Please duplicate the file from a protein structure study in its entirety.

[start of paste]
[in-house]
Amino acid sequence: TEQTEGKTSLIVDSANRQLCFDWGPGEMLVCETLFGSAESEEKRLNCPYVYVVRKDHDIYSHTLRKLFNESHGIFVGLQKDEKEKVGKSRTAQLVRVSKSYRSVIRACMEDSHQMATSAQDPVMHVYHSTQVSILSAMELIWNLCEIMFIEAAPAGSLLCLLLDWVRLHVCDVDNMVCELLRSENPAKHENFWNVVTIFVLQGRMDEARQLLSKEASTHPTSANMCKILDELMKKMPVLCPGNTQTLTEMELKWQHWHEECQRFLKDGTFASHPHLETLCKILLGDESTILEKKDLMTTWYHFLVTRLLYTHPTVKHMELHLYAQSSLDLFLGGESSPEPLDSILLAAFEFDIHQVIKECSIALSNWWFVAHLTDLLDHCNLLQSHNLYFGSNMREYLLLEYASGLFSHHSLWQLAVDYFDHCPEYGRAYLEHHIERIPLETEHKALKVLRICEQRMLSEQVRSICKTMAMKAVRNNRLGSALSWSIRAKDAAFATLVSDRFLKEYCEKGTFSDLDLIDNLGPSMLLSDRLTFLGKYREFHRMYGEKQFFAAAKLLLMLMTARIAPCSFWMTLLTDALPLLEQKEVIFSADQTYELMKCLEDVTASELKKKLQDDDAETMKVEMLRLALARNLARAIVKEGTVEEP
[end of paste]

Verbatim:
[in-house]
Amino acid sequence: TEQTEGKTSLIVDSANRQLCFDWGPGEMLVCETLFGSAESEEKRLNCPYVYVVRKDHDIYSHTLRKLFNESHGIFVGLQKDEKEKVGKSRTAQLVRVSKSYRSVIRACMEDSHQMATSAQDPVMHVYHSTQVSILSAMELIWNLCEIMFIEAAPAGSLLCLLLDWVRLHVCDVDNMVCELLRSENPAKHENFWNVVTIFVLQGRMDEARQLLSKEASTHPTSANMCKILDELMKKMPVLCPGNTQTLTEMELKWQHWHEECQRFLKDGTFASHPHLETLCKILLGDESTILEKKDLMTTWYHFLVTRLLYTHPTVKHMELHLYAQSSLDLFLGGESSPEPLDSILLAAFEFDIHQVIKECSIALSNWWFVAHLTDLLDHCNLLQSHNLYFGSNMREYLLLEYASGLFSHHSLWQLAVDYFDHCPEYGRAYLEHHIERIPLETEHKALKVLRICEQRMLSEQVRSICKTMAMKAVRNNRLGSALSWSIRAKDAAFATLVSDRFLKEYCEKGTFSDLDLIDNLGPSMLLSDRLTFLGKYREFHRMYGEKQFFAAAKLLLMLMTARIAPCSFWMTLLTDALPLLEQKEVIFSADQTYELMKCLEDVTASELKKKLQDDDAETMKVEMLRLALARNLARAIVKEGTVEEP